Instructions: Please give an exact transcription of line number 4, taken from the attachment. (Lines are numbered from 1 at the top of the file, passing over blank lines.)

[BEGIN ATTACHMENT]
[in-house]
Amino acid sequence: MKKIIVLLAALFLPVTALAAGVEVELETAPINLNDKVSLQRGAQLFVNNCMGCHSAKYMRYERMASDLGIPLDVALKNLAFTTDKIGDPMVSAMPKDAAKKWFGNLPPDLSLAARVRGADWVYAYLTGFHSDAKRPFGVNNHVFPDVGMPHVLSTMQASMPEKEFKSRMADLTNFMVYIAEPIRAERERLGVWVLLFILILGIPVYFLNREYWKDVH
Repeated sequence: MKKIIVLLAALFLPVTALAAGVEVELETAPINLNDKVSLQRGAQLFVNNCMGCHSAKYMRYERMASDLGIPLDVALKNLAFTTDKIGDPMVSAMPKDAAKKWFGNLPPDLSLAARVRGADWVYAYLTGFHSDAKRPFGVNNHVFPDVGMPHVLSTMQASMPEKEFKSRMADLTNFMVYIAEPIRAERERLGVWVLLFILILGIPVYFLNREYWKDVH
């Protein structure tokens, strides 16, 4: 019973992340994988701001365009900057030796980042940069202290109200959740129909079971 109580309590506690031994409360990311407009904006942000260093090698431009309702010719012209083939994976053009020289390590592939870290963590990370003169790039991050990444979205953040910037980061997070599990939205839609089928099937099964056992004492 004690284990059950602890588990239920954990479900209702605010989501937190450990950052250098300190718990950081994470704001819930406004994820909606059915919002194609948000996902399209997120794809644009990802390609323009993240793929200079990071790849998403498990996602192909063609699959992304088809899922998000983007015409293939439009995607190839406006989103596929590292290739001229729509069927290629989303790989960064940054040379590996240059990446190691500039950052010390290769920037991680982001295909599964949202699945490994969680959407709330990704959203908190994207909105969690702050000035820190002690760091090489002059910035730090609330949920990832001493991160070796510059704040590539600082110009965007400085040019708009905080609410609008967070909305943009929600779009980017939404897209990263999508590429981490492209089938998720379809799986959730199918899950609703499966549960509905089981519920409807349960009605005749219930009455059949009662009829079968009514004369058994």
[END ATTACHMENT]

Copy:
């Protein structure tokens, strides 16, 4: 019973992340994988701001365009900057030796980042940069202290109200959740129909079971 109580309590506690031994409360990311407009904006942000260093090698431009309702010719012209083939994976053009020289390590592939870290963590990370003169790039991050990444979205953040910037980061997070599990939205839609089928099937099964056992004492 004690284990059950602890588990239920954990479900209702605010989501937190450990950052250098300190718990950081994470704001819930406004994820909606059915919002194609948000996902399209997120794809644009990802390609323009993240793929200079990071790849998403498990996602192909063609699959992304088809899922998000983007015409293939439009995607190839406006989103596929590292290739001229729509069927290629989303790989960064940054040379590996240059990446190691500039950052010390290769920037991680982001295909599964949202699945490994969680959407709330990704959203908190994207909105969690702050000035820190002690760091090489002059910035730090609330949920990832001493991160070796510059704040590539600082110009965007400085040019708009905080609410609008967070909305943009929600779009980017939404897209990263999508590429981490492209089938998720379809799986959730199918899950609703499966549960509905089981519920409807349960009605005749219930009455059949009662009829079968009514004369058994």